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WordCamp 2012 WordPress Security: No Nonsense Edition


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Michael R. McNeill's WordCamp 2012 presentation on "WordPress Security: No Nonsense Edition".

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WordCamp 2012 WordPress Security: No Nonsense Edition

  1. 1. WordPress Security: No Nonsense EditionMichael R. McNeillPower Users TrackWordCamp Raleigh 2012Saturday, November 3rd, 2012 @michaelrmcneill #WCRaleigh
  2. 2. A little about myself... Lovely girlfriend, Allie, who is with me today. From Wilkesboro, NC, right below Boone, NC. First-Year at the University of North Carolina at Chapel Hill with an intended business major. GO HEELS! Owner of Connected Site Solutions and Partner in Digital Strategy Works. I LOVE WORDPRESS! I’ve been using it for almost 3 years now and I wouldn’t use anything else. I currently work for Apple, Inc. and I truly love both the product and relationship we create! I’ve worked on exciting and wide ranging projects, such as Black Enterprise Magazine, DVJ Media, WiredHoods,, and MAXI Promotion and Records. I’ve also contracted for DRS Technologies, the United States Department of the Defense, and numerous other companies. @michaelrmcneill #WCRaleigh
  3. 3. A quick note... A question that is going to run through your head at some point and time in this presentation is “Why use WordPress when you have to do all this work to secure it?” The short answer to that is all web sites, content management systems, and web applications can and will have vulnerabilities. (Many of which are much, much, much, much worse than WordPress.) This presentation could scare you ****less, but this is really scary stuff. Sugarcoating it just makes it easier to ignore. @michaelrmcneill #WCRaleigh
  4. 4. WordPress Security 101First and foremost, congratulations on using WordPress!You’ve picked the most popular content managementsystem on the planet!Security is taken very seriously in the WordPresscommunity, but no matter what the contributors to theproject do, there is always going to be someoneattacking both documented and undocumentedvulnerabilities on WordPress sites.Although there can be no guarantees of completeimmunity, I’m going to help you do everything possible tosecure all the sites you maintain. @michaelrmcneill #WCRaleigh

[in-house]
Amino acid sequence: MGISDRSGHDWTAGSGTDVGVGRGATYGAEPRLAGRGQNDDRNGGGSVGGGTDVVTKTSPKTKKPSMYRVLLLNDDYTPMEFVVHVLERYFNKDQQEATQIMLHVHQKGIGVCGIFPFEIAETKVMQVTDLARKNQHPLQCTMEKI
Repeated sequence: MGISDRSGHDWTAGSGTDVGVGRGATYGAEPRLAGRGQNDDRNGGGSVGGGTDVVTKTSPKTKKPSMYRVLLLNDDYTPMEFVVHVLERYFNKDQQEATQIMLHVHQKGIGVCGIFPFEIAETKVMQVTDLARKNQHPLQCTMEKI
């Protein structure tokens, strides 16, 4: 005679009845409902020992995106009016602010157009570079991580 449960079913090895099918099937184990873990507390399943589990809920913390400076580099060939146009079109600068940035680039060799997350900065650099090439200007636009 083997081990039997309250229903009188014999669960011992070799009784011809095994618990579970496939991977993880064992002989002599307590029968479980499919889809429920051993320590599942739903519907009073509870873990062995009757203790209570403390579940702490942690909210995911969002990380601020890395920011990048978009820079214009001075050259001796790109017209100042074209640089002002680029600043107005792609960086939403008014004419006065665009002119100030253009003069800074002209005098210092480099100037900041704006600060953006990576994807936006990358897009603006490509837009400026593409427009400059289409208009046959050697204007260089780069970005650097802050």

5. 5. Myths...
  6. 6. Myth 1WordPress is not secure.
  7. 7. This is not true, the WordPress core is in fact very secure,and when an issue arrises, the core team is quick topatch the vulnerability, and push that to end users.
  8. 8. Myth 2Nobody would want to hackmy* site. *clients included
  9. 9. Most hacking attempts are automated and are rarelyrelated to personal or political motives. Almost all theattacks I see have financial motives. Maybe you’rethinking, “I don’t have any sensitive information. Whatcould they possibly steal from my site?” Emails,usernames, passwords. And even worse, yourreputation.
  10. 10. Myth 3My WordPress site is 100%secure.
  11. 11. No site that’s accessible on the internet will ever be 100%secure. Security vulnerabilities will always exist.
  12. 12. Myth 4I only use themes and plugins from theWordPress repos, so they must besecure.
  13. 13. Although WordPress plugins and themes are reviewedbefore being added, that doesn’t prevent them fromhaving vulnerabilities and bugs. Even the bestprogrammers make mistakes.
  14. 14. Myth 5I paid $35.00 for a premium theme fromThemeForest. Since it was “premium” itmust be secure.
  15. 15. If you purchase a theme from somewhere like ThemeForest, beweary. I’ve seen numerous themes from ThemeForest comewith embedded malware in the code, infecting your and yourclient’s computer. If you do purchase a theme fromThemeForest or a site like it, throughly examine it to ensure thatthere is not any code that does not belong. When in doubt,contact a trusted developer.
  16. 16. Myth 6Updating WordPress core, plugins, andthemes aren’t urgent. They can wait.
  17. 17. You need to keep WordPress core, plugins, and themesupdated at all times. Whenever a security update isreleased the entire internet can see what the problem is andhow to exploit it. This obviously exposes any site that hasnot been updated.
  18. 18. Hosting...